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Egg Harbor’s Taylor is catalyst for winning

The Egg Harbor Township boys' basketball team has been like a puzzle with pieces scattered all over a hardwood floor the last couple of seasons.

The Egg Harbor Township boys' basketball team has been like a puzzle with pieces scattered all over a hardwood floor the last couple of seasons.

However, the parts now have been snapped into place, and a new centerpiece puts them together to form an action picture of a true contender in the Cape-Atlantic League American Division 1.

The once chemistry-challenged Eagles, whose record was 6-18 last season and 9-16 the season before, began to click at the end of last season. Then, in July, the big piece, Anthony Taylor, transferred to the Atlantic County school to round out the starting five.

Taylor, a 6-foot-2, 165-pound point guard, came to EHT from Living Faith Christian Academy, which closed. An Egg Harbor resident since eighth grade, Taylor brought some nice goodies from the school he attended for two years: 23.4 points and 6.8 assists per game.

The 18-year-old Division 1-bound guard, who played for Holy Spirit his freshman year, also brought 970 career points.

EHT's four returning starters - senior forwards Dan Allen and Tejay Johnson, senior guard Winston Rolls, and sophomore guard Justin Williams - reportedly have taken to the big piece like glue.

Two other parts make the picture complete: sophomore Richard Dukes, a 6-3 guard, and junior Kevin Marquez, a 6-2 guard.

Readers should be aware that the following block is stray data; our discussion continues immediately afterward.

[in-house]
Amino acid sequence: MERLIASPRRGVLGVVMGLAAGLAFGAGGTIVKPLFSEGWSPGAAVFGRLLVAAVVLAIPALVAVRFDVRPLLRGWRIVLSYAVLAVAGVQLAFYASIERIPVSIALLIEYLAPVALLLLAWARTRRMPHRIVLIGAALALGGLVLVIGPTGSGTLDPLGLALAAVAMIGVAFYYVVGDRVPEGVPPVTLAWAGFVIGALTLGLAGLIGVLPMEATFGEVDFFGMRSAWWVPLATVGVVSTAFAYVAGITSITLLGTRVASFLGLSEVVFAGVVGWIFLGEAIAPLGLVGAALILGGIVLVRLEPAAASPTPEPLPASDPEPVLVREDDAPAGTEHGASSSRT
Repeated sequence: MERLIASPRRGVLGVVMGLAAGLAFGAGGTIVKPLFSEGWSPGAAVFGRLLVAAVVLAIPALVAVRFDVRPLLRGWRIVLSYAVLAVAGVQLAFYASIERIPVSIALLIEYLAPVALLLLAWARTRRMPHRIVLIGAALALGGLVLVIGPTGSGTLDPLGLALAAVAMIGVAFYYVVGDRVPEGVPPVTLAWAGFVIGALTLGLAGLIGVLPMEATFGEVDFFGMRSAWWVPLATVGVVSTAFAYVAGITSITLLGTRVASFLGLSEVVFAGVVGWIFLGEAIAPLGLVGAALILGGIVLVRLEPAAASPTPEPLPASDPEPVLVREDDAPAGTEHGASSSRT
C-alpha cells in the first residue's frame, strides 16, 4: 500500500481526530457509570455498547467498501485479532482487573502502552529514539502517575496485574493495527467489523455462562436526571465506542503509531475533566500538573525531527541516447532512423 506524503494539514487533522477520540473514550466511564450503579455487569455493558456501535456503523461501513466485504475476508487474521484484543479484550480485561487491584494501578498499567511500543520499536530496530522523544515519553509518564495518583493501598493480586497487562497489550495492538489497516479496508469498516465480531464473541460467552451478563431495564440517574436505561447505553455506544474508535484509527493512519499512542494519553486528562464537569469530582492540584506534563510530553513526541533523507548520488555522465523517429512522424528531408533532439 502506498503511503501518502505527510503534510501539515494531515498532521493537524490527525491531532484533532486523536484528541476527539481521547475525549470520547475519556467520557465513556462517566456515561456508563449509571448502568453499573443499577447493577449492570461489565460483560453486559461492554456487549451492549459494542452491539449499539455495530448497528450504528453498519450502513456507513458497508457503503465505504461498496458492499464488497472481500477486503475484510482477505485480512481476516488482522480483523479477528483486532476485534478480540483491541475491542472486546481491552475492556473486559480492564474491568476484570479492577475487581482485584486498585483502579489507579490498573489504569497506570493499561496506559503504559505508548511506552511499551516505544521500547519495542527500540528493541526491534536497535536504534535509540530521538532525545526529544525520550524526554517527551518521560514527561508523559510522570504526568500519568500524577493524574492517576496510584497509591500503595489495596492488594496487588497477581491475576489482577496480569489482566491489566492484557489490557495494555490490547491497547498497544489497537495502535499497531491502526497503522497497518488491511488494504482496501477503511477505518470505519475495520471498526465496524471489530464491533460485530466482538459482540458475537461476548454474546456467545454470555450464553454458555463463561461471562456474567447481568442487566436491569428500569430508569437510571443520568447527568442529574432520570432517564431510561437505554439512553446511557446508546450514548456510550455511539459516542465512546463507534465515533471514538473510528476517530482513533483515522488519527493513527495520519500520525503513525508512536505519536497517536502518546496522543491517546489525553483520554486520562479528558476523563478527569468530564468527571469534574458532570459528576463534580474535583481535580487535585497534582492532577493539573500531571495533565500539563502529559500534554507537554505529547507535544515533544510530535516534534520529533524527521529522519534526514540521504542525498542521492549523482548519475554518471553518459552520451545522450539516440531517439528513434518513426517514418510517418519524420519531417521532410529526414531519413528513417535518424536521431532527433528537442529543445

"We went through some growing pains," said EHT coach George McNally, now in his 16th year at the helm. "Then they grasped the game and did nice things at the end of last year.

"Anthony Taylor has played against some of the best competition. He has experience and skill that we haven't had since [2001].

"We will open the floor more with him. He is a true point guard and takes the worry off others."

Taylor and Rolls, a 6-foot guard who averaged 7.9 points and three assists per game last season, or Taylor and Johnson, a 6-3 swingman who averaged 7.8 points and 6.1 rebounds a game, form the best backcourt in the entire American Division, according to McNally.

"I believe we have chemistry," said Taylor, who played in summer and fall leagues with his EHT teammates. "The main goal is to have defenses focus on me so it's easier for other guys to get off shots.

"I might drive and score or shoot threes. My role is to be the main factor, a leader who gets teammates involved."

Taylor on Oct. 11 made a commitment to play basketball for Longwood University in Farmville, Va., after turning away from Boston University, Bucknell and Brown, he said.

"It's an upcoming program and I can build it to make Longwood a household name," said Taylor, an aspiring engineer. "I'll be able to play freshman year and make a big impact on the team."

EHT is looking for an engineer to build up the team after last season, when the Eagles finished last in the five-team American Division 1, won by Atlantic City.

The Vikings return with the best frontcourt in the American with 6-4 senior swingman Muji McBride and 6-6 senior center Jamil Stewart.

They will be a formidable team in a division in which EHT will be a strong contender.